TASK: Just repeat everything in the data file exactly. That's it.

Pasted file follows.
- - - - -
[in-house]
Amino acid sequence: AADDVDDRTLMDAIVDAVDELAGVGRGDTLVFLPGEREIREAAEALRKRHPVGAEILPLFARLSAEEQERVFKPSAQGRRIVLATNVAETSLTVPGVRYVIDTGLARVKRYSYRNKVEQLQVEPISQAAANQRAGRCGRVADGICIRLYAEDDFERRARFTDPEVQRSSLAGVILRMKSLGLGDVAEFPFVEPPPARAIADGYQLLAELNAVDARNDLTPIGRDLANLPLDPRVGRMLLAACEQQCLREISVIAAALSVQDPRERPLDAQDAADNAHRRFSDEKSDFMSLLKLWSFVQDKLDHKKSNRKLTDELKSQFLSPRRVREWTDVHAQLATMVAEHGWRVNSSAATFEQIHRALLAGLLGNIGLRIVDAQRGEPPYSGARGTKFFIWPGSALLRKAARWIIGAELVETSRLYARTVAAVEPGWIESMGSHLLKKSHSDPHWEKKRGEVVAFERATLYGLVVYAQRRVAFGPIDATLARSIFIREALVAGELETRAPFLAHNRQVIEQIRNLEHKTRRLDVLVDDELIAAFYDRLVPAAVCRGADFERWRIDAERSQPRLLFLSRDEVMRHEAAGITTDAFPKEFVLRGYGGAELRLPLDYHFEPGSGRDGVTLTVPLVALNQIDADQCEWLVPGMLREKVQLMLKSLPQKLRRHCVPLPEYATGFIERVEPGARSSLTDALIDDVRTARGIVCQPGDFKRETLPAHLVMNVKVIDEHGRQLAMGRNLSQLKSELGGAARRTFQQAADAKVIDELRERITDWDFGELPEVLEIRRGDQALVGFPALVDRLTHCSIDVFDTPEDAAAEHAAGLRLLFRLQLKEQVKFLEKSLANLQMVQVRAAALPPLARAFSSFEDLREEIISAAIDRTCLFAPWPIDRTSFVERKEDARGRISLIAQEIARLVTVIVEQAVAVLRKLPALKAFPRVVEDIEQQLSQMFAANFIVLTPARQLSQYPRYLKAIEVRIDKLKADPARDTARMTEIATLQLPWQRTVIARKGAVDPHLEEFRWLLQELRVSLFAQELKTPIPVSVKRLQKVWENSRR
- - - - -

[in-house]
Amino acid sequence: AADDVDDRTLMDAIVDAVDELAGVGRGDTLVFLPGEREIREAAEALRKRHPVGAEILPLFARLSAEEQERVFKPSAQGRRIVLATNVAETSLTVPGVRYVIDTGLARVKRYSYRNKVEQLQVEPISQAAANQRAGRCGRVADGICIRLYAEDDFERRARFTDPEVQRSSLAGVILRMKSLGLGDVAEFPFVEPPPARAIADGYQLLAELNAVDARNDLTPIGRDLANLPLDPRVGRMLLAACEQQCLREISVIAAALSVQDPRERPLDAQDAADNAHRRFSDEKSDFMSLLKLWSFVQDKLDHKKSNRKLTDELKSQFLSPRRVREWTDVHAQLATMVAEHGWRVNSSAATFEQIHRALLAGLLGNIGLRIVDAQRGEPPYSGARGTKFFIWPGSALLRKAARWIIGAELVETSRLYARTVAAVEPGWIESMGSHLLKKSHSDPHWEKKRGEVVAFERATLYGLVVYAQRRVAFGPIDATLARSIFIREALVAGELETRAPFLAHNRQVIEQIRNLEHKTRRLDVLVDDELIAAFYDRLVPAAVCRGADFERWRIDAERSQPRLLFLSRDEVMRHEAAGITTDAFPKEFVLRGYGGAELRLPLDYHFEPGSGRDGVTLTVPLVALNQIDADQCEWLVPGMLREKVQLMLKSLPQKLRRHCVPLPEYATGFIERVEPGARSSLTDALIDDVRTARGIVCQPGDFKRETLPAHLVMNVKVIDEHGRQLAMGRNLSQLKSELGGAARRTFQQAADAKVIDELRERITDWDFGELPEVLEIRRGDQALVGFPALVDRLTHCSIDVFDTPEDAAAEHAAGLRLLFRLQLKEQVKFLEKSLANLQMVQVRAAALPPLARAFSSFEDLREEIISAAIDRTCLFAPWPIDRTSFVERKEDARGRISLIAQEIARLVTVIVEQAVAVLRKLPALKAFPRVVEDIEQQLSQMFAANFIVLTPARQLSQYPRYLKAIEVRIDKLKADPARDTARMTEIATLQLPWQRTVIARKGAVDPHLEEFRWLLQELRVSLFAQELKTPIPVSVKRLQKVWENSRR